The subsequent vulcanization of the raw body results in a finished product to which inures the various benefits which have been noted.

In summary, it is to be understood that the shapes and sizes, as well as the number of the sections which are employed in the manufacture of the desired article, are selected in accordance with the desired ultimate configuration thereof, and that a simple method for determining the shapes of these segments other than by the appropriate theoretical design, would be constituted by making a model of the finished product and simply cutting the model into mating sections which can be assembled like a iigsaw puzzle to form the article in its entirety. Although in the event of hollow rubber balls the use of segments of pentagonal cross-section as illustrated in Figures 3 and 4 is especially advantageous, the number of segments and the particular outline configuration thereof are not to be understood as being limitative of this invention.

There are now but obvious to those skilled in the art many modifications and variations utilizing the principle set forth and realizing many or all of the objectives and advantages of the method described but which do not depart essentially from the spirit of the invention.

What is claimed is:

l.- The method of manufacturing a hollow rubber article which comprises the steps of preparing blank wall sections, each consisting of two superposed layers of vulcanizable rubber sheet, one layer being the inner layer of the article being provided with a foaming agent adapted to be activated by vulcanizing and uniformly distributed therein; assembling together the blank wall sections substantially to the shape of the hollow article and searning all but one of the adjoining edges of the sections; introducing `an expanding agent between the open adjoining edges into the cavity within the article formed by the assembled blank sections; seaming the open adjoining edges; inllating the hollow article substantially to its desired shape and size; and vulcanizing the inflated article within a mold having the desired final contour of the article so that said layers are vulcanized together while said expanding agent holds the article against the mold surface, and said foaming agent causes the formation within said inner layer of a multiplicity of cells separated from each other and each enclosing a gaseous medium.

2. The method of manufacturing a hollow rubber article which comprises the steps of preparing blank wall sections, each consisting of two superposed layers of vulcanizable rubber sheet, one layer being the inner layer of the article and being provided with a foaming agent adapted to be activated by vulcanizing and uniformly distributed therein; assembling together the blank wall sections substantially to the shape of the hollow article and seaming the adjoining edges of the sections so that no more than one pair of adjoining edges is left open; introducing an expanding agent into the cavity within the i article formed by the assembled blank sections, inliating the hollow article substantially to its-'desired shape 5 and size and permanently sealing the expanding agent in References Cited in the le of this patent the cavity; and Vulcanizing the inated article within a UNITED STATES PATENTS mold having the desired final contour of the article so that Said layers are vulcanized together while said expand- 'illlhlma gil; ing agent holds the article against the mold surface, and 5 239 4122 Urmsto'n' Feb: 5 1946 S0 that Said faming agent Cal-ISGS the fol'matin Within Leguillon Mar. 1 Said inner layer of a multiplicity of cells separated from 2,483,234 Roberts Sept. 27 1949 each other and each enclosing a gaseous medium. 2,658,876 Reynolds Nov 10, 1953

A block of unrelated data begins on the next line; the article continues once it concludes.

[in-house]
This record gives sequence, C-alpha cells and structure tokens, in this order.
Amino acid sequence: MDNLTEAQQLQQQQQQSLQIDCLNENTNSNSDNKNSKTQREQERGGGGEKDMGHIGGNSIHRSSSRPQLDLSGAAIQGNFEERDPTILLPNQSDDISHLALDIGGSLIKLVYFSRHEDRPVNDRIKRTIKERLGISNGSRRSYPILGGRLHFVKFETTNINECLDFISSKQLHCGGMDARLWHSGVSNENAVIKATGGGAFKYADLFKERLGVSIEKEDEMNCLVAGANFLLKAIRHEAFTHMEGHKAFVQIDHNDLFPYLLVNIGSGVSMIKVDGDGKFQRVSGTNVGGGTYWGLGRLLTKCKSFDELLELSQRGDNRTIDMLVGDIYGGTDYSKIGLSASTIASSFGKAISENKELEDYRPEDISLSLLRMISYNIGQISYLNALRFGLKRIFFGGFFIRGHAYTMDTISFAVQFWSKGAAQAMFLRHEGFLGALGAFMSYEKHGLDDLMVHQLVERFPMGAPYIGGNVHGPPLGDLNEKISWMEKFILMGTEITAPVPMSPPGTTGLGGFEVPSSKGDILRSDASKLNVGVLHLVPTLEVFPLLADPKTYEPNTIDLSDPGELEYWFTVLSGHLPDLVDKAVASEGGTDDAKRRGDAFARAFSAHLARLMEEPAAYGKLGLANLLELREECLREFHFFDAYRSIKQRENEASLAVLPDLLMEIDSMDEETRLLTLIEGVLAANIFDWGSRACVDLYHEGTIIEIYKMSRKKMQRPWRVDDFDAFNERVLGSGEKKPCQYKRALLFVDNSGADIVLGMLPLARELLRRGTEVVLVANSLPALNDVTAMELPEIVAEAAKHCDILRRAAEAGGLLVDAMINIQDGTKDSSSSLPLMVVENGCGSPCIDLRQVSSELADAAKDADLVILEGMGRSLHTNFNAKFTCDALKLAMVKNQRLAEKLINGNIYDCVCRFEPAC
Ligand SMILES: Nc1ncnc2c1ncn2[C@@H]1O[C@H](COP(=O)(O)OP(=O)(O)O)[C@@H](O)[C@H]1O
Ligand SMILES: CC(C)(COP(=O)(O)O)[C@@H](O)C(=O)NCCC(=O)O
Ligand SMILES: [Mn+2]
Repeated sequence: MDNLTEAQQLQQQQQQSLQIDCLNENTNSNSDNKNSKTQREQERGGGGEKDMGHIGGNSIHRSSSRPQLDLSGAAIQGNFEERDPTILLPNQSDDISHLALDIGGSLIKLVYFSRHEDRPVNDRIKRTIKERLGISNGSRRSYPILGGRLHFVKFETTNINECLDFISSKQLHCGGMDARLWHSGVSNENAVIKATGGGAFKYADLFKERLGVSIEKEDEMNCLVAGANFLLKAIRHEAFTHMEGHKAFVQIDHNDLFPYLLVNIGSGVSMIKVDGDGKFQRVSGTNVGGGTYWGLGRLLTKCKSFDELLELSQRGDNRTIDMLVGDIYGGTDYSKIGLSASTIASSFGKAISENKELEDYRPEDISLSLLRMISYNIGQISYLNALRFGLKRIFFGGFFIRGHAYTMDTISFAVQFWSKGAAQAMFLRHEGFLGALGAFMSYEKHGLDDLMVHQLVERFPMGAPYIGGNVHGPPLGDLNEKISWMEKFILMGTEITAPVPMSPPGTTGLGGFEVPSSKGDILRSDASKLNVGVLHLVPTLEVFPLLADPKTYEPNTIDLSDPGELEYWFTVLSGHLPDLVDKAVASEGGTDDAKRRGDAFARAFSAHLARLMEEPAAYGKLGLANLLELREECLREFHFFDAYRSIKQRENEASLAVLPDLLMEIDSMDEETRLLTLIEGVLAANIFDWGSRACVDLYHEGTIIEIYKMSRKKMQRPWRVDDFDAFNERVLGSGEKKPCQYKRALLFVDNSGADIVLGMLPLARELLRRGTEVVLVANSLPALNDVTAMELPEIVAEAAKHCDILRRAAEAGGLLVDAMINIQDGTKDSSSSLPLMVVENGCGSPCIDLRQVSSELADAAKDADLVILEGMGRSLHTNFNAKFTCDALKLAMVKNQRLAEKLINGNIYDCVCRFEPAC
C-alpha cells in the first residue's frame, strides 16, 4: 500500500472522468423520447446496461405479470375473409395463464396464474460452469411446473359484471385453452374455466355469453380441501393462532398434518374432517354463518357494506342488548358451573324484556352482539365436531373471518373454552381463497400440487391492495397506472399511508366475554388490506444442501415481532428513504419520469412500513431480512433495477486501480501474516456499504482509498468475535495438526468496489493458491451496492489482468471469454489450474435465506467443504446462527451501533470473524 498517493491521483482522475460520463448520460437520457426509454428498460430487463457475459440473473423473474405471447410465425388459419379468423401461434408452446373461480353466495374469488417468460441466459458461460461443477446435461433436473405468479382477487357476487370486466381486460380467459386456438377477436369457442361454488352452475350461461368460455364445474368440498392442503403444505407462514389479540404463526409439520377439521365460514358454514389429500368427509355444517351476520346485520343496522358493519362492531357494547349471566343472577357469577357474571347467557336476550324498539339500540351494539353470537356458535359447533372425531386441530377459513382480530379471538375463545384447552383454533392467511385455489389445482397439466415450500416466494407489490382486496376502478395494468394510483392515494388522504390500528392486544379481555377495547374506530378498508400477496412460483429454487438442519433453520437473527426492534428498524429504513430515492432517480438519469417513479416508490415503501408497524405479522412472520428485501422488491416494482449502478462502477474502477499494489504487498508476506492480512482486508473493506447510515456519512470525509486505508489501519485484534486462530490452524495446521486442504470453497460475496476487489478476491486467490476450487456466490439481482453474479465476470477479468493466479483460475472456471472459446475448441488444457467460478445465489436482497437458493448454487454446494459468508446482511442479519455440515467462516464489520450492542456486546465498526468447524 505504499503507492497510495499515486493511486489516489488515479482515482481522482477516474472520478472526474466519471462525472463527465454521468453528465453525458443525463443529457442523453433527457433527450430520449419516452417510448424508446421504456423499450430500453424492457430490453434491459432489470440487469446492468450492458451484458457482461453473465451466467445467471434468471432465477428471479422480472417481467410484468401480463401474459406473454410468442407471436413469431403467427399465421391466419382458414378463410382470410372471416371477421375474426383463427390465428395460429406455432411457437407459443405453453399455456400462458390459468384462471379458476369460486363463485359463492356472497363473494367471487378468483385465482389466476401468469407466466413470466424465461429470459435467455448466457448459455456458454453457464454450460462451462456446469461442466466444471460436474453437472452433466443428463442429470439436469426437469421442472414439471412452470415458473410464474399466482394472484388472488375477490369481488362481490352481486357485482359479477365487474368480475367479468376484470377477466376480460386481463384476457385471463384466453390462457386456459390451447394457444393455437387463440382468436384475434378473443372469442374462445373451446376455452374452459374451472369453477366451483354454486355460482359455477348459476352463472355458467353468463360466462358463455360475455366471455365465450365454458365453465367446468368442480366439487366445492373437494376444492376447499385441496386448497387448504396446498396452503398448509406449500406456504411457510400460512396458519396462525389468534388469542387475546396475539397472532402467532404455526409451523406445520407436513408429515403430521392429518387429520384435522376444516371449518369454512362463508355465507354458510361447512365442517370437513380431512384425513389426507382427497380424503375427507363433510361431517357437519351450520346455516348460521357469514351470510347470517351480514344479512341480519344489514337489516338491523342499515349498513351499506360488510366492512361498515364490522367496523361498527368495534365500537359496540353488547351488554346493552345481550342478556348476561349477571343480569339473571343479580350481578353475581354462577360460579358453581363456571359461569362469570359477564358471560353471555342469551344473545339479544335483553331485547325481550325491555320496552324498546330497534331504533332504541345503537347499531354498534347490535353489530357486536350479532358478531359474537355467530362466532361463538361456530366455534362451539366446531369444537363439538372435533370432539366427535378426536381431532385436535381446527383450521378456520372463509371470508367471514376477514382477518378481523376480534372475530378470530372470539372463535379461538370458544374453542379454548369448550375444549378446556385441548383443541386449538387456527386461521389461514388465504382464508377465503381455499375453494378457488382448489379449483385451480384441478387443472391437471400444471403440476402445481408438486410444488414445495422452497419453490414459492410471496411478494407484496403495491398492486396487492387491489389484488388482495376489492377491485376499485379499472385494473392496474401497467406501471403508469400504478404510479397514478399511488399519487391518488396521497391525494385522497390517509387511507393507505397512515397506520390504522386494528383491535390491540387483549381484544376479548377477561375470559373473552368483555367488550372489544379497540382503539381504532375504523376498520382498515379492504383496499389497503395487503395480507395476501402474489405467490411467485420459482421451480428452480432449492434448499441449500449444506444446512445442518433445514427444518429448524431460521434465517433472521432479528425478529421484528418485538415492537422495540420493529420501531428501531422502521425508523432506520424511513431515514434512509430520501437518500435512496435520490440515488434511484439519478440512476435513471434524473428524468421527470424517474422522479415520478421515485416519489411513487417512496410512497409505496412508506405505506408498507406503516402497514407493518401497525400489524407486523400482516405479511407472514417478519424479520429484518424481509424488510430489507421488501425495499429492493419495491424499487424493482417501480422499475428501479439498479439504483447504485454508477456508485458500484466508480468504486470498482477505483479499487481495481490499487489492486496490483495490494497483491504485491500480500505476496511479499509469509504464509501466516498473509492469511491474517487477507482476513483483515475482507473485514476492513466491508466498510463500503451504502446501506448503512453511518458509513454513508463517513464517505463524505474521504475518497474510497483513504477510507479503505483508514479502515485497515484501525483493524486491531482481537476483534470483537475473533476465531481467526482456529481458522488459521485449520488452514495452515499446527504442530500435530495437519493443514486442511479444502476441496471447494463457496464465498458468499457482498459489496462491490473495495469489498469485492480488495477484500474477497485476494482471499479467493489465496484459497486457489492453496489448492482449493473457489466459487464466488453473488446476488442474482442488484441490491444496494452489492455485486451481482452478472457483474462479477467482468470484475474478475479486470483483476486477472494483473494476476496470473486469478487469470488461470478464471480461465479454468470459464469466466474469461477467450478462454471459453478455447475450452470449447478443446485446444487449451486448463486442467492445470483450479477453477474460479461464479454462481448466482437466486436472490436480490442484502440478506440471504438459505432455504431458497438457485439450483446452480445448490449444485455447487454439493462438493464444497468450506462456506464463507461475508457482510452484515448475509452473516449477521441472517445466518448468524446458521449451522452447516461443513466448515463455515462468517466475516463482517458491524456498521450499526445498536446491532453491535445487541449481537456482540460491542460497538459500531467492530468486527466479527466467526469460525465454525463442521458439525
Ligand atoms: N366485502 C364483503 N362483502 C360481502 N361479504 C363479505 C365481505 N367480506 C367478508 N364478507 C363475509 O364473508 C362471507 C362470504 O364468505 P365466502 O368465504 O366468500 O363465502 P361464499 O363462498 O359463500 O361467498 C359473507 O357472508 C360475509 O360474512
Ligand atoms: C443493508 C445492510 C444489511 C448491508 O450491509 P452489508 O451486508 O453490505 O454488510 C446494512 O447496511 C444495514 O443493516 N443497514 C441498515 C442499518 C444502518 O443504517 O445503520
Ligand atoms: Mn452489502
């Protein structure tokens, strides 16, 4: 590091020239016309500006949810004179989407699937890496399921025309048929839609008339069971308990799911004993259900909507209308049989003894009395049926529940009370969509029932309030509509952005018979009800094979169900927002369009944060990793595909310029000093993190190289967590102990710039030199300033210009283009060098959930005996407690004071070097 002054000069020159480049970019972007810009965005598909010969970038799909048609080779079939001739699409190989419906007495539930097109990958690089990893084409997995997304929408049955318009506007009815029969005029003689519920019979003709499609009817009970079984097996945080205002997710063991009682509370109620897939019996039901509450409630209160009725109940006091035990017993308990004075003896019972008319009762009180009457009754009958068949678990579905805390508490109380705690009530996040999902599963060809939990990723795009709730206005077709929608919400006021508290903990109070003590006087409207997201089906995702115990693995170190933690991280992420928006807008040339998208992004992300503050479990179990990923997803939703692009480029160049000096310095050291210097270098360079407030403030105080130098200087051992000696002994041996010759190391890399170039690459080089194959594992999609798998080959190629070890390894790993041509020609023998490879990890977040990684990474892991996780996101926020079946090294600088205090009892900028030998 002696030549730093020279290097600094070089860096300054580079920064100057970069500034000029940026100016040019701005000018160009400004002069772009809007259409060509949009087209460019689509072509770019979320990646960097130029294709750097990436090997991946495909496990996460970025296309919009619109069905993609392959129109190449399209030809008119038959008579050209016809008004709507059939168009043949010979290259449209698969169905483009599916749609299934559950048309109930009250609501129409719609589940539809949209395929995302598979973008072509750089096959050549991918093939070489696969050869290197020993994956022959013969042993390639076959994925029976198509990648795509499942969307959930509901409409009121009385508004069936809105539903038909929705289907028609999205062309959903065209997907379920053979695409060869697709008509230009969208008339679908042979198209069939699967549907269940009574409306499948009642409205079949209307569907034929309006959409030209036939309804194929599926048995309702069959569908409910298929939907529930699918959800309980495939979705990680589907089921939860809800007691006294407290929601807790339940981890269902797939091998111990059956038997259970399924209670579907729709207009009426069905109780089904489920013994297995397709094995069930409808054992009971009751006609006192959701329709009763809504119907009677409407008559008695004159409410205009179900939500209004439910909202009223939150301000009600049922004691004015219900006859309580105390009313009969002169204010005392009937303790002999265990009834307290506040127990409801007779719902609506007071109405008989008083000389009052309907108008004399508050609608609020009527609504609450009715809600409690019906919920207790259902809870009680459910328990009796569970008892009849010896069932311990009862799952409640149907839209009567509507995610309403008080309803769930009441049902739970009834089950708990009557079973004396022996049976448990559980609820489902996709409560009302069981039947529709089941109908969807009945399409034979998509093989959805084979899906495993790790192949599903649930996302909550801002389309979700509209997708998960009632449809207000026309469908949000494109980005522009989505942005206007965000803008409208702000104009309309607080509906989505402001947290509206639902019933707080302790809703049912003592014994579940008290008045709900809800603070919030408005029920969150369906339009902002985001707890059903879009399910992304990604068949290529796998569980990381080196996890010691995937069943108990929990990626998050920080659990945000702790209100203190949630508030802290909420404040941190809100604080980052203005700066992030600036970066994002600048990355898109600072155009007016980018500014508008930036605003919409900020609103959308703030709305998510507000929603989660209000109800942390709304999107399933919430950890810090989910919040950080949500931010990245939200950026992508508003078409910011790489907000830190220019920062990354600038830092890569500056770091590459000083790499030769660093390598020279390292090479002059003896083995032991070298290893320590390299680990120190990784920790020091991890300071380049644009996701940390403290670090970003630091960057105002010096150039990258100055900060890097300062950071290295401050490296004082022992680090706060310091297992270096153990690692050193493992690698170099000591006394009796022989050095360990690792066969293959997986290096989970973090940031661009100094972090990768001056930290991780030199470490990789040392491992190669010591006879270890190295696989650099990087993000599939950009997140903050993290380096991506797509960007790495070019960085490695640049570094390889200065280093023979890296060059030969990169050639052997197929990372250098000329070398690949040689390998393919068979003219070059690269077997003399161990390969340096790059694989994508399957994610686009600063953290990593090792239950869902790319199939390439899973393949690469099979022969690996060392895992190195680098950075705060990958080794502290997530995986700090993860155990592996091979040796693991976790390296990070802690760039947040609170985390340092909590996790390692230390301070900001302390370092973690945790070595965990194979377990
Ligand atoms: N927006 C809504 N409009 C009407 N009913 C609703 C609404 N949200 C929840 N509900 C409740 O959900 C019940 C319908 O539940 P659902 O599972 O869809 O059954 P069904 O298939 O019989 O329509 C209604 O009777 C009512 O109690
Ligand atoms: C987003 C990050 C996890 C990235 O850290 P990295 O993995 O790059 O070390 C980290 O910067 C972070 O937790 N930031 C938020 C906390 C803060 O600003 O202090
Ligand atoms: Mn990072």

Patent Citations
Cited PatentFiling datePublication dateApplicantTitle
US1402682 *Feb 19, 1919Jan 3, 1922Takasago Gomu Kabushiki KwaishMethod for making sponge balls
US1409059 *Nov 5, 1921Mar 7, 1922Faultless Rubber CoProcess of making sponge-rubber balls
US2394122 *Dec 15, 1941Feb 5, 1946Callenders Cable & Const CoManufacture of rubber or rubberlike products
US2463289 *Aug 30, 1946Mar 1, 1949Goodrich Co B FMethod and apparatus for producing cellular rubber material
US2483234 *Aug 11, 1945Sep 27, 1949Roberts Fred ThomasMethod of making hollow rubber articles
US2658876 *May 20, 1948Nov 10, 1953Phillips Petroleum CoDiazo thioethers as blowing agents in production of sponge rubber and the like
Referenced by
Citing PatentFiling datePublication dateApplicantTitle
US2987317 *May 26, 1959Jun 6, 1961Felix Acevedo EusebioGame device
US3039773 *Apr 2, 1959Jun 19, 1962Lillian TeeguardenBalls
US3119618 *May 27, 1959Jan 28, 1964Spalding A G & Bros IncInflated game ball
US3199871 *Apr 10, 1959Aug 10, 1965Barr Rubber Products CompanyBall and method of making same
US4170086 *Mar 20, 1978Oct 9, 1979Isaac HillsStuffed toy animal
US4504345 *Jun 29, 1983Mar 12, 1985Dunlop LimitedTennis-balls
US5494625 *Aug 23, 1994Feb 27, 1996Hu; Liang F.Molding an inner tube from butyl rubber, then processing outer wall of tube into coarse surface, forming cover panels from ethylene-vinyl acetate through foaming, covering to form blank balls, embossing by heating, then cooling quickly
US5636835 *May 12, 1995Jun 10, 1997Baden Sports, Inc.Inflatable ball
US5931752 *Jan 15, 1998Aug 3, 1999Wilson Sporting Goods Co.Inflatable game ball with laid-in channel or logo
US6024661 *Jul 30, 1998Feb 15, 2000Wilson Sporting Goods Co.Sweat-absorbing game ball
US6106419 *Nov 8, 1996Aug 22, 2000Tretorn Research And Development LimitedBall and a method of manufacturing a ball
US6123633 *Sep 3, 1998Sep 26, 2000Wilson Sporting Goods Co.Inflatable game ball with a lobular carcass and a relatively thin cover
US6645099 *Mar 14, 2002Nov 11, 2003Wilson Sporting Goods Co.Moisture-absorbing rubber-covered game ball
US7935013 *Feb 9, 2006May 3, 2011Francisco PachecoComba ball with magnus effect
US8210973 *Jun 27, 2008Jul 3, 2012Nike, Inc.Sport ball bladder
US8597450May 29, 2012Dec 3, 2013Nike, Inc.Method of manufacturing a sport ball
US20130109511 *Oct 31, 2011May 2, 2013Yevgeniy GalyukNovel enhanced systems, processes, methods and apparatus for training high-skill athletes
Classifications
U.S. Classification156/79, 156/145, 52/2.15, 264/512, 264/574, 52/DIG.100, 264/45.2, 264/46.6, 473/604
International ClassificationB29D22/00
Cooperative ClassificationY10S52/10, B29K2105/04, B29D22/00
European ClassificationB29D22/00